Apps have been around for some time now and what we're seeing is that the App Stores are being flooded with billions of apps, which are all trying to compete for that front row seat. Statistics indicate that the top 10 apps in the Google Play Store all belong to big public companies. This makes it really difficult (maybe even impossible) for independent companies to rise to the top with their app. This begs the question if it really is a wise thing for a company, small or large, to invest time and money in the creation / maintenance of a mobile app. Deep linking might just be THE answer to this problem...
The lines are blurring
During a session at SXSW 2016, "Mobile Deep Linking: Let's Talk About Apps, Baby", Danny Bernstein (Dir. of Product Partnerships at Google) spoke about how websites and mobile apps are gradually shifting towards each other and how the lines between them are starting to blur. App Streaming is one of Google's new experiments that shows this change quite well. It allows a user to stream an app directly inside the browser from Google Search without the need for installing it. This allows for a very seamless user experience.
Another Google product that makes great use of deep linking is Google Smart Lock. This product creates a secure way to share and use your passwords across platforms. Not only that but it provides the user with the benefit of only having to login once. Afterwards, the user can use the same app on another connected device or medium while still using the same logged-in session.
Not only Google is participating in the use of deep linking. An app called Vurb also does something very useful with the technology. Vurb is a mobile app that grants users the tools they need in order to easily complete different scenario's, without having to leave the app. For instance, when a user wants to make a reservation for a restaurant, the app makes use of deep linking into other popular apps. This way it can utilise their services to make the experience of searching for a restaurant and booking a table a "single app" experience.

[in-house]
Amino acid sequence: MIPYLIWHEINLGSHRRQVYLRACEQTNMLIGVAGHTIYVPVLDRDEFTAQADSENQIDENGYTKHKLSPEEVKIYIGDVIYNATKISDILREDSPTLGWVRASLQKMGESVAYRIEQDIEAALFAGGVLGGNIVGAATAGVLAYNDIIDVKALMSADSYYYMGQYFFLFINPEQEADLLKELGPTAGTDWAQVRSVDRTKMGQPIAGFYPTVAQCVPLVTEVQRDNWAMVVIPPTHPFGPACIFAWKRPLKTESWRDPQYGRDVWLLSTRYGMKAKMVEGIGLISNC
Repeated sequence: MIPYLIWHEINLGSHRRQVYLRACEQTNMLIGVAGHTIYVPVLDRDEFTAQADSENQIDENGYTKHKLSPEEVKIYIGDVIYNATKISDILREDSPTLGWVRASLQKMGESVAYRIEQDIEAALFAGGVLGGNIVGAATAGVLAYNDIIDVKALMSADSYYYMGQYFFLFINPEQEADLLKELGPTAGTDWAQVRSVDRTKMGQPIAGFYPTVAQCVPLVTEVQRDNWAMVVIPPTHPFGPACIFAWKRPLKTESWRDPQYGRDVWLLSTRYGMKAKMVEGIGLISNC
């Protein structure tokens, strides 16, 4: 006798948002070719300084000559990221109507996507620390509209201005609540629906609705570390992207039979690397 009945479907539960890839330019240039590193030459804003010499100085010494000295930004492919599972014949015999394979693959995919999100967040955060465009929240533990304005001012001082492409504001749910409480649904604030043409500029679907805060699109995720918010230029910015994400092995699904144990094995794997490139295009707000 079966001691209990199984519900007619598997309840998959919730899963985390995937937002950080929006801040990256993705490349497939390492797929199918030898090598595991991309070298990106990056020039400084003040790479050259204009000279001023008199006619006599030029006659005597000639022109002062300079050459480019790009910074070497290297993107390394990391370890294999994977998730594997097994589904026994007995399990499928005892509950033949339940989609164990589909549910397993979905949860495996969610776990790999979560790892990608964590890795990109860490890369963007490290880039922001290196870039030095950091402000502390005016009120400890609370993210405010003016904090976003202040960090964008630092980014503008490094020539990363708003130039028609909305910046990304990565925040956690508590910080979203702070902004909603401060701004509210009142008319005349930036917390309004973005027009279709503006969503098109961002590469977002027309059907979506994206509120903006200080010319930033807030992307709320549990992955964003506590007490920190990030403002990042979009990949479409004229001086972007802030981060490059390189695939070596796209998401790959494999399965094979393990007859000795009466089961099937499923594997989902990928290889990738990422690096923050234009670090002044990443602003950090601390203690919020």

What problems does deep linking solve?
- In the broader scope - it makes the sharing of information between apps much more transparent.
- For the user - it's a seamless user experience of opening apps based on the user flow context.
- For companies - it's a way to funnel their user base towards using their apps to create more loyalty, and in the long run, better monetising users. It also allows for better tracking of the user's movement between apps and their actions within those apps. This can give great insights in UX and the efficiency of the user flow.
Will it bring balance to the force?
So the question remains, will deep linking bring a positive change to the ecosystem of the App Stores? From what it looks like now, it will bring more diversity to apps with the ability to better cater content to the users needs. This will therefore make content much more important than it currently is and might trigger a significant change in the way App Stores index and rank the content of apps, allowing everyone to have a better shot at planting their flag on top of the mountain.
If you're interested in what deep linking can do for you, than feel free to send us an email at firstname.lastname@example.org. We will be happy to answer any questions that you might have and come up with a plan to improve the quality of your app or your position in the App Store.